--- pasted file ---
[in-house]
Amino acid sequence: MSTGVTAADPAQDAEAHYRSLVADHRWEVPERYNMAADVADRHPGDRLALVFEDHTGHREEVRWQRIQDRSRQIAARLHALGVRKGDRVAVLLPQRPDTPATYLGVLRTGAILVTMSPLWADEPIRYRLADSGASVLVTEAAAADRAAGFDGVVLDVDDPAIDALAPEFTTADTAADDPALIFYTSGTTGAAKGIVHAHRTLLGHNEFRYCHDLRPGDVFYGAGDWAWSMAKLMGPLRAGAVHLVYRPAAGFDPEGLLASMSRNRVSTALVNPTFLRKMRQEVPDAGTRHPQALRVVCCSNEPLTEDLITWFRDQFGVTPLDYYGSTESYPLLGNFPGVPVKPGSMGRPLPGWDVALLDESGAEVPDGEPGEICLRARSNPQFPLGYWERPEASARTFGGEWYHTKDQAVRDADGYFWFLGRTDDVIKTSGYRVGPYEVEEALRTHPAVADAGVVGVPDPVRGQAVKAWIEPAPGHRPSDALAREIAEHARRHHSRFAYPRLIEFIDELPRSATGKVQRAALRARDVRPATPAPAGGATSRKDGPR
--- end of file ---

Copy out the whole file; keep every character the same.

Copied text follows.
[in-house]
Amino acid sequence: MSTGVTAADPAQDAEAHYRSLVADHRWEVPERYNMAADVADRHPGDRLALVFEDHTGHREEVRWQRIQDRSRQIAARLHALGVRKGDRVAVLLPQRPDTPATYLGVLRTGAILVTMSPLWADEPIRYRLADSGASVLVTEAAAADRAAGFDGVVLDVDDPAIDALAPEFTTADTAADDPALIFYTSGTTGAAKGIVHAHRTLLGHNEFRYCHDLRPGDVFYGAGDWAWSMAKLMGPLRAGAVHLVYRPAAGFDPEGLLASMSRNRVSTALVNPTFLRKMRQEVPDAGTRHPQALRVVCCSNEPLTEDLITWFRDQFGVTPLDYYGSTESYPLLGNFPGVPVKPGSMGRPLPGWDVALLDESGAEVPDGEPGEICLRARSNPQFPLGYWERPEASARTFGGEWYHTKDQAVRDADGYFWFLGRTDDVIKTSGYRVGPYEVEEALRTHPAVADAGVVGVPDPVRGQAVKAWIEPAPGHRPSDALAREIAEHARRHHSRFAYPRLIEFIDELPRSATGKVQRAALRARDVRPATPAPAGGATSRKDGPR